Even though Rez Infinite has upgraded the textures and resolution of the game, the look of it all is relatively the same. Area X uses mostly particles as a means to display graphics, as there are often thousands of sparkly white or colored dots floating around you at any given time. Each enemy explodes in a cloud of colored pixels, the effects of moving between areas is handled with a swirl of particles, and overall, it permeates everything visual about the mode. That amount of particle effects are a technological marvel when done right — thatgamecompany’s Flower comes to mind — and even though sometimes it may seem like overkill, it certainly fits the game’s style.
The new music by Hydelic is gorgeous and fits perfectly with this new version of Rez, too. It’s a bit of a departure from the original soundtrack, which was mostly techno and industrial-styled tracks and was popular at the time of its release, as it consists of Vocal House tracks that electrify with synths instead of the industrial bang of chimes and heavy drums. Adding this handful of tracks to an already pulse-pounding array of bangers rounds out Rez Infinite’s soundtrack to a perfect balance of old and new.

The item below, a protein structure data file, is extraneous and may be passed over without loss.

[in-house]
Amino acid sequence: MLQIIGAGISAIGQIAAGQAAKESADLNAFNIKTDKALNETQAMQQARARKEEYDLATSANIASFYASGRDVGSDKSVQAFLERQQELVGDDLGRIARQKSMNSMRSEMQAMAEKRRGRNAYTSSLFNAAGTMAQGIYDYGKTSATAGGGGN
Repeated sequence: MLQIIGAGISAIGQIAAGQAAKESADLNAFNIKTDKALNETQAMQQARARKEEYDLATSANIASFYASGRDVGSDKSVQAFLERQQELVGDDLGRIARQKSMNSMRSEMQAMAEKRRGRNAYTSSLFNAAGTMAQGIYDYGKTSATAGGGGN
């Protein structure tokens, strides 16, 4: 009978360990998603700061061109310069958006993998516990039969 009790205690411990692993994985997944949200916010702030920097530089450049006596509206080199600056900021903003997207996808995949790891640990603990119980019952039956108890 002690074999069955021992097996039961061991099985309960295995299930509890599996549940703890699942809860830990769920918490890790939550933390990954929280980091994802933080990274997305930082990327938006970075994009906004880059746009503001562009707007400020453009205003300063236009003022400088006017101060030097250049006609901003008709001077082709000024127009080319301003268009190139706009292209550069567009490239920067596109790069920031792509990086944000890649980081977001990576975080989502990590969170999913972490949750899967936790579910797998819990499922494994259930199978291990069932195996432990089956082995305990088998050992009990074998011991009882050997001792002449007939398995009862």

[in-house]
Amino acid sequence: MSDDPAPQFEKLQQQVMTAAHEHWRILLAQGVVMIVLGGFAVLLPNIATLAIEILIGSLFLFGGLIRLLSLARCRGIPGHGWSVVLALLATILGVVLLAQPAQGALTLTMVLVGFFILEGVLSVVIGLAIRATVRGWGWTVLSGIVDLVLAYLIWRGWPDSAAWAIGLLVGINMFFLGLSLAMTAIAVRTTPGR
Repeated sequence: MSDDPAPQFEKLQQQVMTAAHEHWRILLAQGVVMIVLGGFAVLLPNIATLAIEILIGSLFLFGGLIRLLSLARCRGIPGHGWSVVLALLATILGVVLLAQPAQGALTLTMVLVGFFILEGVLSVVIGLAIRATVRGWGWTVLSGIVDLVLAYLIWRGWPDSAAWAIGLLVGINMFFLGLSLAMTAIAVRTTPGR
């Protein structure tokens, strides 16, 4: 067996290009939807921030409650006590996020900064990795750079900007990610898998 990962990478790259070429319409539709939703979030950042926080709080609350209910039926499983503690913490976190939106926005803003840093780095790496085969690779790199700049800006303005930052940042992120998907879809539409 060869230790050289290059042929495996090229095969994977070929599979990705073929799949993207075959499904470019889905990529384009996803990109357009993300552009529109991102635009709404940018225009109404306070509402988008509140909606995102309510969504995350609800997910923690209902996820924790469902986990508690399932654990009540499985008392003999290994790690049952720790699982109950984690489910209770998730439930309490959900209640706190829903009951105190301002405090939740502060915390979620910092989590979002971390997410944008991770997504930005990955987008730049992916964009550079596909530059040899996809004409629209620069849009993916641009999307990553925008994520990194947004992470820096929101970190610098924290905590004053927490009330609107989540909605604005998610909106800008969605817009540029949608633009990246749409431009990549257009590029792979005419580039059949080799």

Rez Infinite takes a great game and makes it excellent, adding content and a brilliant HD sheen to it that retains the original vision, but brings it into the modern gaming era. The VR in the game is the perfect pairing with the story and gameplay and really adds to the experience, putting you in the middle of the action like never before. The whole experience from beginning to end is a rollercoaster of emotions, accentuated by a visual buffet of eye-catching graphics from a bygone era that somehow remains just as beautiful today. Check it out in VR if you have the opportunity, but don’t miss this killer version of one of the best games ever created.